The IRS estimates that there are more than1 million taxpayers who should be reporting their foreign assets, but are not. The IRS has two types of foreign asset reporting requirements: Foreign Bank Account Reporting (FBAR) and the Foreign Account Tax Compliance Act (FATCA). Each has its own reporting requirements.
Generally, the FBAR requires reporting whenever a taxpayer has an interest in, or signatory authority over, a foreign financial account(s), but only if the aggregate value exceeds of $10,000 at any time during the year. FATCA requires reporting when taxpayers filing jointly have foreign assets exceeding $100,000 on the last day of the year, or $150,000 at any time during the year. The FATCA reporting thresholds for single taxpayers are $50,000 and $75,000.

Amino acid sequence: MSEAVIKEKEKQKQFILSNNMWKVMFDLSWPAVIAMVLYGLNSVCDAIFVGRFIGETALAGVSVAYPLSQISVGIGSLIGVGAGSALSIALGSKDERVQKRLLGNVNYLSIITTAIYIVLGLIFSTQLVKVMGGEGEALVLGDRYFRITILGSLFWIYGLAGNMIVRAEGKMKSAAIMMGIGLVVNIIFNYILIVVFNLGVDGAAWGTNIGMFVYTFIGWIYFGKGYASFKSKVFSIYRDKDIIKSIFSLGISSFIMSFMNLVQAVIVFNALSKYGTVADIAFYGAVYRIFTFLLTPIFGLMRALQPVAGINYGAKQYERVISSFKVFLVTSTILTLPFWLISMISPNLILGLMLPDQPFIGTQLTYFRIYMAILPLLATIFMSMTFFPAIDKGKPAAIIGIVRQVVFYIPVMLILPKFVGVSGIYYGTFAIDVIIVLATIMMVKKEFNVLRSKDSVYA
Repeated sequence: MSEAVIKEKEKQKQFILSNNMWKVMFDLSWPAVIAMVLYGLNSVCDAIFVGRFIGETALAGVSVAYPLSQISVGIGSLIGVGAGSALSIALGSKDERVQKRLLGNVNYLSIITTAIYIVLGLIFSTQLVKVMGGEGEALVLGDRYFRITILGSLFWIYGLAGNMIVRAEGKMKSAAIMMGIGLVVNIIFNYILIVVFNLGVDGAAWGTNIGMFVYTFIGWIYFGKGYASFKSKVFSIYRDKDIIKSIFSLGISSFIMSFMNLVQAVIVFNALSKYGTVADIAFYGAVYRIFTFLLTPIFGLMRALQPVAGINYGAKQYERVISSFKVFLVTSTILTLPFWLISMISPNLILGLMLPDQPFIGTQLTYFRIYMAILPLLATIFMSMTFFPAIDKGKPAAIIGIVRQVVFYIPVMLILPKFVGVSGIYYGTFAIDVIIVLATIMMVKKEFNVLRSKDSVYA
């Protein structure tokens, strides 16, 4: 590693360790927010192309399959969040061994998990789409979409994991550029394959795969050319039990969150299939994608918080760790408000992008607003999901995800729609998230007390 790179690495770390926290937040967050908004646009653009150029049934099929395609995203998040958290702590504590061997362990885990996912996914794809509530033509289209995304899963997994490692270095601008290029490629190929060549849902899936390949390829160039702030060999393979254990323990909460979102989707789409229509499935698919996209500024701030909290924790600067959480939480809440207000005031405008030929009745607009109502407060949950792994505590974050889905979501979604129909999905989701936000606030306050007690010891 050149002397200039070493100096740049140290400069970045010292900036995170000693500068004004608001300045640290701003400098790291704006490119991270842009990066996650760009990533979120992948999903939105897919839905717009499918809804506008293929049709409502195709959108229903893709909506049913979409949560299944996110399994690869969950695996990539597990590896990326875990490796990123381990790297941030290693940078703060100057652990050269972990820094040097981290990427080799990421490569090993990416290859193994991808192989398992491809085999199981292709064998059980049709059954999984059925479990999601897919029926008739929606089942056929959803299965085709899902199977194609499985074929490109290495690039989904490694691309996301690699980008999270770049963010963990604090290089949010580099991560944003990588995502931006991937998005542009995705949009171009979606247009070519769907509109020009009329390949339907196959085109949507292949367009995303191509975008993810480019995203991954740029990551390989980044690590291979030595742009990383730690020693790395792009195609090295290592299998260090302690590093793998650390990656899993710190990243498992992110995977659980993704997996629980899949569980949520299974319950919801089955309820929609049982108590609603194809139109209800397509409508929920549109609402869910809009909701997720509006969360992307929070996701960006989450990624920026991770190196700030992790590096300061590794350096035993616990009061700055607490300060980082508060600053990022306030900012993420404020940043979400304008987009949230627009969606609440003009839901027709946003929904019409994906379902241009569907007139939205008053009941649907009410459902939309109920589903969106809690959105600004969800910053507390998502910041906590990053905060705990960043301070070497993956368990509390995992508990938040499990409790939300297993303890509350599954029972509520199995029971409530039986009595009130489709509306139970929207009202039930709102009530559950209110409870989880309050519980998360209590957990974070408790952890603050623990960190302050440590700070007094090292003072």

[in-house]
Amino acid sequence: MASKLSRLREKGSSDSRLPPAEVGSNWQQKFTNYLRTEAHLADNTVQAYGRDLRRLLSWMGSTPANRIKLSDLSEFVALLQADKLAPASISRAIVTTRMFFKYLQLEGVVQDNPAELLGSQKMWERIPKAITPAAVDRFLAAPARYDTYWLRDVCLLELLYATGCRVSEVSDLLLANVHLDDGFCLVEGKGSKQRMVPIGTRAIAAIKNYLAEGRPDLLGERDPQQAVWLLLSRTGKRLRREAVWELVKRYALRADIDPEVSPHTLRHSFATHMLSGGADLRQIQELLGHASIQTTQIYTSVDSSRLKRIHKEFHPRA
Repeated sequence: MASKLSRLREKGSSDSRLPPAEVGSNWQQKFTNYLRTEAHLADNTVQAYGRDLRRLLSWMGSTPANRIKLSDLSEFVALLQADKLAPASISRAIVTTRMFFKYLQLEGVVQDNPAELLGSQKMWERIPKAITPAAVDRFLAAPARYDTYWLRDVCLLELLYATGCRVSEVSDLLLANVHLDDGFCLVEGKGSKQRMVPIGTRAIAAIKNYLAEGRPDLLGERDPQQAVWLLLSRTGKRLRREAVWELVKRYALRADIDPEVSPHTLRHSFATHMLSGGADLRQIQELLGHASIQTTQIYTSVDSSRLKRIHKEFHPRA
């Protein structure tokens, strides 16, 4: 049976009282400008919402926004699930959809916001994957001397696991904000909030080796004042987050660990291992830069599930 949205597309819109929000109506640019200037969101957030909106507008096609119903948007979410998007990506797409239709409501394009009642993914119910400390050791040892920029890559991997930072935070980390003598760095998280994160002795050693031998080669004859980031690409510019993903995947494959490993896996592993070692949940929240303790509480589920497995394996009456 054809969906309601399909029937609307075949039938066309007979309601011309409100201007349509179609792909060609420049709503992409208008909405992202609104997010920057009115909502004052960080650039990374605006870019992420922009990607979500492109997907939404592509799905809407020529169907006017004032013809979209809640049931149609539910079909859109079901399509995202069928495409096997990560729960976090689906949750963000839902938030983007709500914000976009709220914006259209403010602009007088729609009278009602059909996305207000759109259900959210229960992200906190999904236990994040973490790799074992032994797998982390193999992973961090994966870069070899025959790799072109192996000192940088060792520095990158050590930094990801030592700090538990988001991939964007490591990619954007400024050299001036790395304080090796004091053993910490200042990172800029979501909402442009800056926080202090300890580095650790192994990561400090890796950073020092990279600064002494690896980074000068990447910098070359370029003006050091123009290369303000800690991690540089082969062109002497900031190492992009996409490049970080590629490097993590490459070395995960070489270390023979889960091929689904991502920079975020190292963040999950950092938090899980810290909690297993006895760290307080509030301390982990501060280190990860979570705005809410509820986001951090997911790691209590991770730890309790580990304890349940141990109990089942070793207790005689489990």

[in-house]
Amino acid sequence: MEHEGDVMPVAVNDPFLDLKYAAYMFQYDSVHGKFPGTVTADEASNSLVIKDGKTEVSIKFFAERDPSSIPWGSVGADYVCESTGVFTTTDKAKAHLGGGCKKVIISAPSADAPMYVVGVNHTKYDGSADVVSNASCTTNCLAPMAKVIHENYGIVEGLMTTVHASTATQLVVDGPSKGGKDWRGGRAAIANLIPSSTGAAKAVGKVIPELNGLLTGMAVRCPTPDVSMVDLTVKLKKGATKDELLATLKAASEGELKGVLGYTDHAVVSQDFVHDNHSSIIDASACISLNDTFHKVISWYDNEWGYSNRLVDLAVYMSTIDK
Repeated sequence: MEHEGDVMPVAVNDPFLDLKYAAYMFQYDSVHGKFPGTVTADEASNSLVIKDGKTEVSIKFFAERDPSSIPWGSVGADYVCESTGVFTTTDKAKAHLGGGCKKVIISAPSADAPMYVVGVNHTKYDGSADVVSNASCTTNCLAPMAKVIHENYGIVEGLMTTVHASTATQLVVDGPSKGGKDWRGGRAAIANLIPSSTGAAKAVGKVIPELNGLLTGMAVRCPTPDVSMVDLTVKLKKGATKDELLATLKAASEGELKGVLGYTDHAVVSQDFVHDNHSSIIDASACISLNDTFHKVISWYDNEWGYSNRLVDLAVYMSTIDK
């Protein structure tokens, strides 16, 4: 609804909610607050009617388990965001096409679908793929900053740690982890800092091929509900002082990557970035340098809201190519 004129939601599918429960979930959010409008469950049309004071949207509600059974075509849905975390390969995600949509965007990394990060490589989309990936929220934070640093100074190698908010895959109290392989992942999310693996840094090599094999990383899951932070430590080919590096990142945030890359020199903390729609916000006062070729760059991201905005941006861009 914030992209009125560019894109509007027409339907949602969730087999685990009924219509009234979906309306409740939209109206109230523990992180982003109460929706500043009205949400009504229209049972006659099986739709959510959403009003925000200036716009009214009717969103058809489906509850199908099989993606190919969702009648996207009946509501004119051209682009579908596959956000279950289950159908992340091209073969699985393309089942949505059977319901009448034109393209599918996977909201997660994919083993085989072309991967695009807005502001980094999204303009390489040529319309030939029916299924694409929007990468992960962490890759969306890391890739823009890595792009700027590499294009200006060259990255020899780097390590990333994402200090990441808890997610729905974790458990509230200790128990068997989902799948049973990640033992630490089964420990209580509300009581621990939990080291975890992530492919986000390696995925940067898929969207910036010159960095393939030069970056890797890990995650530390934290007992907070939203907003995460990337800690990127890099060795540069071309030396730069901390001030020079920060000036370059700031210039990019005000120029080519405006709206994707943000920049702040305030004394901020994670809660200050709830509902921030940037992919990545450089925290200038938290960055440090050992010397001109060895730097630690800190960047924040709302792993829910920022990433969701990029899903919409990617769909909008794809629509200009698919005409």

The penalties for failure to comply include substantial monetary fines and possible jail time.
Currently the IRS has an amnesty in effect for taxpayers who have not properly reported in previous years. (The first reporting year for FATCA is 2011.) While there is still a financial penalty under the amnesty, it is less than the fine levied if you are caught. Taking advantage of the amnesty will allow the taxpayer to avoid jail time.
If you have questions about reporting foreign assets please contact the Gray, Gray & Gray tax department at (781) 407-0300.